TUESDAY, MAY 14, 2013
|“You shall not covet your neighbor’s house; you shall not covet your neighbor’s wife, nor his male servant, nor his female servant, nor his ox, nor his donkey, nor anything that is your neighbor’s.”|
A Roman Catholic priest who had heard the confessions of 2,000 people said that he had heard every kind of sin and iniquity confessed—even murder—with one exception. He had never heard anyone confess to committing the sin of covetousness.
I think that is because we don’t really know what coveting is. Yet we do it all the time.
What does it mean to covet? Coveting is wanting something that never will be yours, should never be yours, and, in fact, belongs to someone else. The literal definition of the word means to set your heart on something. A better translation would be “to pant after something”—sort of like a predator pursuing its prey.
The apostle Paul said that of all the commandments, this was the one he struggled with the most. Why? Because all the other commandments involve external actions—”You shall not commit adultery” . . . “You shall not kill” . . . “You shall not take the Lord’s name in vain.”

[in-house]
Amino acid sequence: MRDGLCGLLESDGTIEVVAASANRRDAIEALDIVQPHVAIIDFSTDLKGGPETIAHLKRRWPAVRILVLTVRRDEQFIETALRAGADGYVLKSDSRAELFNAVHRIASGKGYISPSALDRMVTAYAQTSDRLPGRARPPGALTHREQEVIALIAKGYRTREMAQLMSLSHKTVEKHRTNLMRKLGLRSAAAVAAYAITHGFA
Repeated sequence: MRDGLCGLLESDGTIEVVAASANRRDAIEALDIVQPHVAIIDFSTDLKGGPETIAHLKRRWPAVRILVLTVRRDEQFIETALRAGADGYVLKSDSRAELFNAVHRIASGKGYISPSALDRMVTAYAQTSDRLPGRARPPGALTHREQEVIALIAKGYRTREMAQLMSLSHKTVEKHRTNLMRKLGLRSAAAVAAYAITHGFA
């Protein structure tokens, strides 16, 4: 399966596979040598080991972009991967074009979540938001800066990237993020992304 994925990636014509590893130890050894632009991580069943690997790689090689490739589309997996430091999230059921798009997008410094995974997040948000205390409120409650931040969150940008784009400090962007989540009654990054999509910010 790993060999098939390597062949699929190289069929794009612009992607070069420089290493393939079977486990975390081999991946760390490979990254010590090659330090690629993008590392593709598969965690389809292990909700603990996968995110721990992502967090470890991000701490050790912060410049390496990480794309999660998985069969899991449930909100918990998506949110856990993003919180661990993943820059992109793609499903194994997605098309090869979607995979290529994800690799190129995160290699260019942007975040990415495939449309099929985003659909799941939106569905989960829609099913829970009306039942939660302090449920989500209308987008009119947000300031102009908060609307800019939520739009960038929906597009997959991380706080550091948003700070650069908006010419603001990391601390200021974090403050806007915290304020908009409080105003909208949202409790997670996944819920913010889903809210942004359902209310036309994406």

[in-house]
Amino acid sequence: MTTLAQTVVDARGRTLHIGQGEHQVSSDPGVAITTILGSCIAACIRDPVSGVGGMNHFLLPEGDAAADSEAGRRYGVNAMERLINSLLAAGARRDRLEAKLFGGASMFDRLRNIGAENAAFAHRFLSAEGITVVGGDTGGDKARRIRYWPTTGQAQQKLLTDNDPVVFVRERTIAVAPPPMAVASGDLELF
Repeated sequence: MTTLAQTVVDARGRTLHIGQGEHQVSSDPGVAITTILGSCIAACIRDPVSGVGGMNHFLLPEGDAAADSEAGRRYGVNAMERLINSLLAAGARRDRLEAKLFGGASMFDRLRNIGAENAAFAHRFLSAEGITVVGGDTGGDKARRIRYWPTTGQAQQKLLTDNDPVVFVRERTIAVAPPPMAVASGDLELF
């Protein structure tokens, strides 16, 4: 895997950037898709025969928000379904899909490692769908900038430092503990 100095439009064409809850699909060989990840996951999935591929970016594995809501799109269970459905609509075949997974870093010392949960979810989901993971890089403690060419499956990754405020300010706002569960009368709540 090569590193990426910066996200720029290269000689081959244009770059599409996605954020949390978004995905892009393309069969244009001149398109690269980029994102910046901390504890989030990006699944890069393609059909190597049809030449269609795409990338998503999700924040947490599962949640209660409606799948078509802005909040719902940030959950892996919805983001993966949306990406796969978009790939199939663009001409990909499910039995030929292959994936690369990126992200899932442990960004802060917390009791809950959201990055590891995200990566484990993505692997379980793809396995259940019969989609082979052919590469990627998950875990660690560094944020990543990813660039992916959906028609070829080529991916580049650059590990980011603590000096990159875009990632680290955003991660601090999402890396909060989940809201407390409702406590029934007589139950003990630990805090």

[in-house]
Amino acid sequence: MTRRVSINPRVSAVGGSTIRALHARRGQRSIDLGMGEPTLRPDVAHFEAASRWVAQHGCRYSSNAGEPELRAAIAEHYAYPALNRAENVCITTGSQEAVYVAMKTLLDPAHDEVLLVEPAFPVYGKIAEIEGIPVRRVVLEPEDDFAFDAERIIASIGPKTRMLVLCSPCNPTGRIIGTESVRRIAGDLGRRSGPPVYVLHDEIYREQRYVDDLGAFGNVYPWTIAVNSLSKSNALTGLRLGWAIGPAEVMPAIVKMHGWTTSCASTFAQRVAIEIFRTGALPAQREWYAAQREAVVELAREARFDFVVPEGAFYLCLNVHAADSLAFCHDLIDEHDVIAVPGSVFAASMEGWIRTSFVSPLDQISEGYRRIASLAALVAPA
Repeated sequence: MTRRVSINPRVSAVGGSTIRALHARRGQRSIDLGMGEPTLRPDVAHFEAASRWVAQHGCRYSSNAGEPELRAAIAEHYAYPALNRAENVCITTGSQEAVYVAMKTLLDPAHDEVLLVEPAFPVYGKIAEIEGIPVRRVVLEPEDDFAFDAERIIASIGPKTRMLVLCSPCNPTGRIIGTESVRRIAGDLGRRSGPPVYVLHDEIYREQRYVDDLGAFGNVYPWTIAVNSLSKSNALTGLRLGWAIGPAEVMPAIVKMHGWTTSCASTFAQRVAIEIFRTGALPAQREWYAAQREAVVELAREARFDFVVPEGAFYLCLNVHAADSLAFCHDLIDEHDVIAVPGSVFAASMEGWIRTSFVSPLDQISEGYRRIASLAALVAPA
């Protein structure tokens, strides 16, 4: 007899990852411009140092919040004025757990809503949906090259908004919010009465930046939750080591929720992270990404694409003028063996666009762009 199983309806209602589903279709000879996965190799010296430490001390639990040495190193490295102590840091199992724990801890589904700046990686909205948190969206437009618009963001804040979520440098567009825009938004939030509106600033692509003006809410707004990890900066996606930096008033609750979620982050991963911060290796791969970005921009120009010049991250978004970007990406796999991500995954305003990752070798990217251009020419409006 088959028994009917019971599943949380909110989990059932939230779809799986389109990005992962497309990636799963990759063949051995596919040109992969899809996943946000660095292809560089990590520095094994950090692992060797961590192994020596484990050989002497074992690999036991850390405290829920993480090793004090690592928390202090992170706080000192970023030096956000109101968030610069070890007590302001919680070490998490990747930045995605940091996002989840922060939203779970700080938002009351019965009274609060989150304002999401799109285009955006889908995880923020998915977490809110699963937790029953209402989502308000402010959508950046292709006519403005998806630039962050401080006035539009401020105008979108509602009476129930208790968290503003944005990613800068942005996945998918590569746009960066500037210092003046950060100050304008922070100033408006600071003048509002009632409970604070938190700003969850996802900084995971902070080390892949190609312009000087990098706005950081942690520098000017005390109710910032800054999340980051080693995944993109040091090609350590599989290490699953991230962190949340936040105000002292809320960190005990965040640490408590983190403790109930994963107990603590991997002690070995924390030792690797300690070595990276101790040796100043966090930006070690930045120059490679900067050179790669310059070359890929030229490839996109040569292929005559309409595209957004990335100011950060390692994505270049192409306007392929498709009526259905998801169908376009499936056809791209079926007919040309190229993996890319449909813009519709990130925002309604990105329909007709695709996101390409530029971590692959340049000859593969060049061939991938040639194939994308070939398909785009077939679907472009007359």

But then there is “You shall not covet.” That is more difficult to figure out. It is internal. It is wanting something that belongs to someone else and deciding you are going to get it, no matter what.
We read in Colossians 3:5, “Therefore put to death your members which are on the earth: fornication, uncleanness, passion, evil desire, and covetousness, which is idolatry.”
It is not a sin to admire something. It is not a sin to want to be successful in business or to make a good living. But if you become obsessed with it and are willing to do whatever it takes to get it, when that is the most important thing in life to you, that can become coveting and idolatry.
Used by permission from Harvest Ministries with Greg Laurie, PO Box 4000, Riverside, CA 92514.